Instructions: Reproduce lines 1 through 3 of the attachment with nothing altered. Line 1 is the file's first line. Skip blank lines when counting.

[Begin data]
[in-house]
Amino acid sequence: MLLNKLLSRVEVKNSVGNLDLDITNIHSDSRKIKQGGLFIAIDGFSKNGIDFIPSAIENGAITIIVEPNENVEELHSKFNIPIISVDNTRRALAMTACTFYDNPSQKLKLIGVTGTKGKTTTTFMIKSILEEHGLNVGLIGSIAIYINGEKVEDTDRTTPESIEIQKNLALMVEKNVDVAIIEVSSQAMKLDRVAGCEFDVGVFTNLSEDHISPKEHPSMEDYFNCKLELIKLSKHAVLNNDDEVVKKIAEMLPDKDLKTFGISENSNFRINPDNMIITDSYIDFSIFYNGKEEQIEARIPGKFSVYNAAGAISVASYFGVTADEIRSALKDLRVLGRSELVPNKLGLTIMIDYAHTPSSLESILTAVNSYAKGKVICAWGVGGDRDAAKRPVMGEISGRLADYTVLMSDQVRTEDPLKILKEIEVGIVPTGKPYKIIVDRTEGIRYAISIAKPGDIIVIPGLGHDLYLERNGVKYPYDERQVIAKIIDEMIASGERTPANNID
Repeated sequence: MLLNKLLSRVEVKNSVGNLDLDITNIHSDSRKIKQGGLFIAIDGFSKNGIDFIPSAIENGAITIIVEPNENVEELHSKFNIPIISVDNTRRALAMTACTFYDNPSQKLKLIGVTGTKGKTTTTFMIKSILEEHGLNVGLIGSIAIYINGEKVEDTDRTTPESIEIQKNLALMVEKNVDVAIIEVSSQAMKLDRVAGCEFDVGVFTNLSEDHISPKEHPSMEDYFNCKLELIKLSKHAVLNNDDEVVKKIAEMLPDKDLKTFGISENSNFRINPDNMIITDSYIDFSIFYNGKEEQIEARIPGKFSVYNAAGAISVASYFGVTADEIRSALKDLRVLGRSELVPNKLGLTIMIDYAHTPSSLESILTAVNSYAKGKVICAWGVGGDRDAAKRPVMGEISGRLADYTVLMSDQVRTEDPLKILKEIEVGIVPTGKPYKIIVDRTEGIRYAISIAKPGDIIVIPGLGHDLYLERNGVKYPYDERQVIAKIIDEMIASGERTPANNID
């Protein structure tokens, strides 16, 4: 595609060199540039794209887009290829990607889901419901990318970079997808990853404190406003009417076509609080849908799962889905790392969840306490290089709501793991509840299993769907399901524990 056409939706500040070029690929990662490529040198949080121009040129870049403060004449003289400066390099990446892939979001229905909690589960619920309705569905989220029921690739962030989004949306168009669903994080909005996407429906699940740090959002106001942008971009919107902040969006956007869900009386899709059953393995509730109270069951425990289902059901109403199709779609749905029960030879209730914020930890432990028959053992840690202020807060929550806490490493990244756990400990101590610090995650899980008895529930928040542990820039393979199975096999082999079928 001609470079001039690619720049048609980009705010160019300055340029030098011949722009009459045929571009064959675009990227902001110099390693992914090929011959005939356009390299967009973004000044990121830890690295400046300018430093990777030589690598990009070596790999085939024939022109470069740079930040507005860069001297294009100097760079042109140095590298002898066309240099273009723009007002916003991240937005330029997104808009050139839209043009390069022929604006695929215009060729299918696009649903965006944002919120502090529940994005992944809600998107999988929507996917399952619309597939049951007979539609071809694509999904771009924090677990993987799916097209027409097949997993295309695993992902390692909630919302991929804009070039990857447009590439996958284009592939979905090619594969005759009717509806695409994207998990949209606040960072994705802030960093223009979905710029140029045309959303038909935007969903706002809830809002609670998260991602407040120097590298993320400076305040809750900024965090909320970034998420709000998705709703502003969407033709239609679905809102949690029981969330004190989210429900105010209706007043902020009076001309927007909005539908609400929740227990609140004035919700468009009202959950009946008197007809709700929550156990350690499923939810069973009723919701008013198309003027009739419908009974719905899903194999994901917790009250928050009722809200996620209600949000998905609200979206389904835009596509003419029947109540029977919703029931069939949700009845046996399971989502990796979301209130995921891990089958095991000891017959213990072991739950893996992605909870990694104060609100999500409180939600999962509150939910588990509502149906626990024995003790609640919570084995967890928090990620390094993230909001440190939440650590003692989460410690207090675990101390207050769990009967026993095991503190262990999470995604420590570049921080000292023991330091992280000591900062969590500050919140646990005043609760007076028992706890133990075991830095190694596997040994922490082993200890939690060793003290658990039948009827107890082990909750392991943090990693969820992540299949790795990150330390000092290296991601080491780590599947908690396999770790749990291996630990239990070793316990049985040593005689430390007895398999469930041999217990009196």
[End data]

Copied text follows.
[in-house]
Amino acid sequence: MLLNKLLSRVEVKNSVGNLDLDITNIHSDSRKIKQGGLFIAIDGFSKNGIDFIPSAIENGAITIIVEPNENVEELHSKFNIPIISVDNTRRALAMTACTFYDNPSQKLKLIGVTGTKGKTTTTFMIKSILEEHGLNVGLIGSIAIYINGEKVEDTDRTTPESIEIQKNLALMVEKNVDVAIIEVSSQAMKLDRVAGCEFDVGVFTNLSEDHISPKEHPSMEDYFNCKLELIKLSKHAVLNNDDEVVKKIAEMLPDKDLKTFGISENSNFRINPDNMIITDSYIDFSIFYNGKEEQIEARIPGKFSVYNAAGAISVASYFGVTADEIRSALKDLRVLGRSELVPNKLGLTIMIDYAHTPSSLESILTAVNSYAKGKVICAWGVGGDRDAAKRPVMGEISGRLADYTVLMSDQVRTEDPLKILKEIEVGIVPTGKPYKIIVDRTEGIRYAISIAKPGDIIVIPGLGHDLYLERNGVKYPYDERQVIAKIIDEMIASGERTPANNID
Repeated sequence: MLLNKLLSRVEVKNSVGNLDLDITNIHSDSRKIKQGGLFIAIDGFSKNGIDFIPSAIENGAITIIVEPNENVEELHSKFNIPIISVDNTRRALAMTACTFYDNPSQKLKLIGVTGTKGKTTTTFMIKSILEEHGLNVGLIGSIAIYINGEKVEDTDRTTPESIEIQKNLALMVEKNVDVAIIEVSSQAMKLDRVAGCEFDVGVFTNLSEDHISPKEHPSMEDYFNCKLELIKLSKHAVLNNDDEVVKKIAEMLPDKDLKTFGISENSNFRINPDNMIITDSYIDFSIFYNGKEEQIEARIPGKFSVYNAAGAISVASYFGVTADEIRSALKDLRVLGRSELVPNKLGLTIMIDYAHTPSSLESILTAVNSYAKGKVICAWGVGGDRDAAKRPVMGEISGRLADYTVLMSDQVRTEDPLKILKEIEVGIVPTGKPYKIIVDRTEGIRYAISIAKPGDIIVIPGLGHDLYLERNGVKYPYDERQVIAKIIDEMIASGERTPANNID